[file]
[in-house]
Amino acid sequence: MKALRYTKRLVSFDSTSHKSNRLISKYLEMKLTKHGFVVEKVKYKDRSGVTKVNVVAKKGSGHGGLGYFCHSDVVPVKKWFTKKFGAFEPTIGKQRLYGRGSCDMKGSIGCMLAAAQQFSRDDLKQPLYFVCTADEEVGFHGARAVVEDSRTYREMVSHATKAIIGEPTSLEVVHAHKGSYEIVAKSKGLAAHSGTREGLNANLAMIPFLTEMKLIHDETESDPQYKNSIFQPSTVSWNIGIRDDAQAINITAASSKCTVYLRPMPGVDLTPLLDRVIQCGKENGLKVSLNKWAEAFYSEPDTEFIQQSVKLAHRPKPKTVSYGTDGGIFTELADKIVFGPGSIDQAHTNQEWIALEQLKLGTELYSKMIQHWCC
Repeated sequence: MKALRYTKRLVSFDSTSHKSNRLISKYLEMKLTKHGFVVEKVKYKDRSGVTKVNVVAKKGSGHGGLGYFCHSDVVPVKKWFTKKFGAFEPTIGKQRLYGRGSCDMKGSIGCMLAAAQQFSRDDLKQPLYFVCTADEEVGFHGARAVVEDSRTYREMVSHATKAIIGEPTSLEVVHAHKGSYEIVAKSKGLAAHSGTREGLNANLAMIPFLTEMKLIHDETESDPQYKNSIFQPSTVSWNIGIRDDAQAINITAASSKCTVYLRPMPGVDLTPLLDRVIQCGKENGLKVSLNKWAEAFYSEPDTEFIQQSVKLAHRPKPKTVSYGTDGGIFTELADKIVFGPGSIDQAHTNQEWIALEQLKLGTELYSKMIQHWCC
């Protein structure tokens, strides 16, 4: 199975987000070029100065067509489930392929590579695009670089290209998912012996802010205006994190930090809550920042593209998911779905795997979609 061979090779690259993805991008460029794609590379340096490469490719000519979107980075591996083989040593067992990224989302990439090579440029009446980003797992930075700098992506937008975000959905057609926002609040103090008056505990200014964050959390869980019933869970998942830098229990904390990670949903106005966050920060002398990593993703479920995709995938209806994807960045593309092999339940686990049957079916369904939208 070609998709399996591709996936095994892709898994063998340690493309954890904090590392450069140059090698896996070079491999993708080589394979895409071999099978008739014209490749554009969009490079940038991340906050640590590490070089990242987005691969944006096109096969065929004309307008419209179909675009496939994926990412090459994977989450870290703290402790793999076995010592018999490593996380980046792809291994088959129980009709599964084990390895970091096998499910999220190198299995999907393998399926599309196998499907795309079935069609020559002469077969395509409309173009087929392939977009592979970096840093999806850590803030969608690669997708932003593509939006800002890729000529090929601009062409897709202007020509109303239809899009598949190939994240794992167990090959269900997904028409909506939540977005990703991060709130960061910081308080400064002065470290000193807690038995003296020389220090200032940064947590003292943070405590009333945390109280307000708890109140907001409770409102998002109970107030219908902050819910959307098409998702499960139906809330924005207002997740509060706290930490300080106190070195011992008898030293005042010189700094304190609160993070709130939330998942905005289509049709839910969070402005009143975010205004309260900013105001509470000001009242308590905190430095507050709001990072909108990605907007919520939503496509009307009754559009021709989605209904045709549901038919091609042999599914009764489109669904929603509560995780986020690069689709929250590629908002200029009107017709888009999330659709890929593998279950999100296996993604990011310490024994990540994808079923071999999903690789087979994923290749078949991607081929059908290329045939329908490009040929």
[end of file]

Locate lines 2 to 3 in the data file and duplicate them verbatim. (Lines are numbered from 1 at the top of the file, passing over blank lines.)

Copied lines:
Amino acid sequence: MKALRYTKRLVSFDSTSHKSNRLISKYLEMKLTKHGFVVEKVKYKDRSGVTKVNVVAKKGSGHGGLGYFCHSDVVPVKKWFTKKFGAFEPTIGKQRLYGRGSCDMKGSIGCMLAAAQQFSRDDLKQPLYFVCTADEEVGFHGARAVVEDSRTYREMVSHATKAIIGEPTSLEVVHAHKGSYEIVAKSKGLAAHSGTREGLNANLAMIPFLTEMKLIHDETESDPQYKNSIFQPSTVSWNIGIRDDAQAINITAASSKCTVYLRPMPGVDLTPLLDRVIQCGKENGLKVSLNKWAEAFYSEPDTEFIQQSVKLAHRPKPKTVSYGTDGGIFTELADKIVFGPGSIDQAHTNQEWIALEQLKLGTELYSKMIQHWCC
Repeated sequence: MKALRYTKRLVSFDSTSHKSNRLISKYLEMKLTKHGFVVEKVKYKDRSGVTKVNVVAKKGSGHGGLGYFCHSDVVPVKKWFTKKFGAFEPTIGKQRLYGRGSCDMKGSIGCMLAAAQQFSRDDLKQPLYFVCTADEEVGFHGARAVVEDSRTYREMVSHATKAIIGEPTSLEVVHAHKGSYEIVAKSKGLAAHSGTREGLNANLAMIPFLTEMKLIHDETESDPQYKNSIFQPSTVSWNIGIRDDAQAINITAASSKCTVYLRPMPGVDLTPLLDRVIQCGKENGLKVSLNKWAEAFYSEPDTEFIQQSVKLAHRPKPKTVSYGTDGGIFTELADKIVFGPGSIDQAHTNQEWIALEQLKLGTELYSKMIQHWCC